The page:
The Drunken Old Guy

THE DRUNKEN OLD GUY….Our satellite shootdown went like clockwork last night, but questions remain about why we shot down the satellite. The Chinese, needless to say, aren’t buying our story about concerns over the hydrazine fuel tank, and apparently they’ve chosen the following cryptic Confucius-esque phrase to spread the meme that there’s more to this story than the U.S. is letting on:

The drunken old guy’s mind isn’t really on the wine.

According to China Hand over at American Footprints, “By Google’s count, there are 24,300 hits for the Chinese-language search string, ‘The drunken old guy’s mind isnt really on wine + U.S. satellite.’ That is either a sign of the celerity of the China blogosphere’s hive mind or an indication of how quickly a meme can spread when the government controls the Internet, or both.”

Just thought I’d pass this along for amusement value. Any Chinese language readers have anything to add about this?

UPDATE: In comments, Kevin Miller tells us that this is a chengyu, which are idioms widely used in Chinese that have a short backstory. This particular chengyu means that someone has ulterior motives and was inspired by the story of a wine-drinking “tippler” that KM translates as follows:

Tale of Old Tippler’s Pavilion

Chuzhou is embraced by mountains; to its south-west there are ridges upon ridges, of which the forests and valleys are extraordinarily beautiful and charming. The Mount Langya looks not only deep and serene, but also absolutely gorgeous. Walking along the mountain path for a few miles, one can hear the gurgling sound of water — it is nothing but a spring known mythologically as the rock-brewed spring pouring down between two peaks. The path winds through the ridges, and there appears a cozy gazebo perching on the spring — it is none other than the Old Tippler’s Pavilion, of which wonder who was the builder? It was a wise monk who lived in the mountain, of which wonder who entitled the name? It was no one but the prefect himself who offered his own nickname.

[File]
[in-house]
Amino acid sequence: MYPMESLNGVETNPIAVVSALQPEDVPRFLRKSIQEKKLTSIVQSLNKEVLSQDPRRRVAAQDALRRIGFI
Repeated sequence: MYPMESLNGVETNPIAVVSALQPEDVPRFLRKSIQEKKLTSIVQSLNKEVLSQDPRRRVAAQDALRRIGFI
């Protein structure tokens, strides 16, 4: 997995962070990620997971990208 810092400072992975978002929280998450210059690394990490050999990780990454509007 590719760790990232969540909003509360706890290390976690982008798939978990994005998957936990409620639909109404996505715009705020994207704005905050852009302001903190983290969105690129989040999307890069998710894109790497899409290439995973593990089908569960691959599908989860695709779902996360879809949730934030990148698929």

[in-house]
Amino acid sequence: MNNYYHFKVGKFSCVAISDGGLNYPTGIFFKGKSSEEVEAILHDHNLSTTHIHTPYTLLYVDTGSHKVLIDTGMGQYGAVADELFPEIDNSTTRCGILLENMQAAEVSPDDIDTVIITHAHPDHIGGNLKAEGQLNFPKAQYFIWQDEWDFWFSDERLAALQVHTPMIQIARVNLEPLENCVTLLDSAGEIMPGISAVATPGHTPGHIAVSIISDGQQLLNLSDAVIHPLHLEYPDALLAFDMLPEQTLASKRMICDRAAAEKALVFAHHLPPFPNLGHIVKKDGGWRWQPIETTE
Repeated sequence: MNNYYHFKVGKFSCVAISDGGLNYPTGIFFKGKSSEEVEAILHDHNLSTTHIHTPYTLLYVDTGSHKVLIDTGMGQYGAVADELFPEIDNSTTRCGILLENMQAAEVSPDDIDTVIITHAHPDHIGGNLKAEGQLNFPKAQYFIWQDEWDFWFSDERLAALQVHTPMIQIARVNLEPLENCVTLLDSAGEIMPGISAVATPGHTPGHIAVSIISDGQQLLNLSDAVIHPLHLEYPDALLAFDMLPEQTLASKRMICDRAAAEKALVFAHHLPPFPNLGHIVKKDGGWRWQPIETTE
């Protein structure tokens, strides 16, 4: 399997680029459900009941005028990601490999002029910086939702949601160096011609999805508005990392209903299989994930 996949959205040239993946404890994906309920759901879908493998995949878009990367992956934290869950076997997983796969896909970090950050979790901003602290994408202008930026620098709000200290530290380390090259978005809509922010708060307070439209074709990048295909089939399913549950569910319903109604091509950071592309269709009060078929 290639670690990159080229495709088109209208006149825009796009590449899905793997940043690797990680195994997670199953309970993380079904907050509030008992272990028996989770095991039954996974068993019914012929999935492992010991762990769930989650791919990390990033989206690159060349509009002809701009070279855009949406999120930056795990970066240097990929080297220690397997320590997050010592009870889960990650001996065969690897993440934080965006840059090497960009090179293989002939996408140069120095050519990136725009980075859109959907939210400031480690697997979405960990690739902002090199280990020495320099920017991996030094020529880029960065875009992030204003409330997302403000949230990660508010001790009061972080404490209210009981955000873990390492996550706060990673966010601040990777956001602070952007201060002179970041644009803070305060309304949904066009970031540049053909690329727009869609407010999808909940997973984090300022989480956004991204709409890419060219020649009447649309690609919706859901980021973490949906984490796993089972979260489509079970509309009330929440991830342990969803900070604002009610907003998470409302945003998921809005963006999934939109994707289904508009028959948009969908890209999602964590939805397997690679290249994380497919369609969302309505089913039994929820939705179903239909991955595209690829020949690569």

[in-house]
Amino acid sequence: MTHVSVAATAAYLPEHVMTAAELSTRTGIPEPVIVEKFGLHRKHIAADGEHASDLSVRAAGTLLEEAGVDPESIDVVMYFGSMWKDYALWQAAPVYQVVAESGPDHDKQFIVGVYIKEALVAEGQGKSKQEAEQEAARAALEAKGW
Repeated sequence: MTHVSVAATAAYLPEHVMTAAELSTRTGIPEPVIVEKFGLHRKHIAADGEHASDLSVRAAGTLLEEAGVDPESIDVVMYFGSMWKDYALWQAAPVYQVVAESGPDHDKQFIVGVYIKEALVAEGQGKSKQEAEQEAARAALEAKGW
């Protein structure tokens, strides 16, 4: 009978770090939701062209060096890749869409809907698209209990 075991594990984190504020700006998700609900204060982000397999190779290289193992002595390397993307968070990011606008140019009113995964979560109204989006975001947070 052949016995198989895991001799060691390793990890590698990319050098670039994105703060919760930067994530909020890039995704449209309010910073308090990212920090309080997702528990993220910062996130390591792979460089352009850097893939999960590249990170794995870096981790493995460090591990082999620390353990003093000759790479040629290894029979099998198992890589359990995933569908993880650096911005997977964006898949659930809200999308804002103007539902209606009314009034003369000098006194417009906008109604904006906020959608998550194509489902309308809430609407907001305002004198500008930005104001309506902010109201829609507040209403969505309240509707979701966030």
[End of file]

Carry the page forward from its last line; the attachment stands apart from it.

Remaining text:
Once the prefect drank wine with his guests here and very soon he got a bit tipsy after only several sips. As he was the oldest among them, he was therefore teasing himself “an old tippler”.

A tippler’s delight lay not in wine but in mountains and waters. The delight to enjoy mountains and waters came from the bottom of his heart, and relied on wine as well.

So there you have it.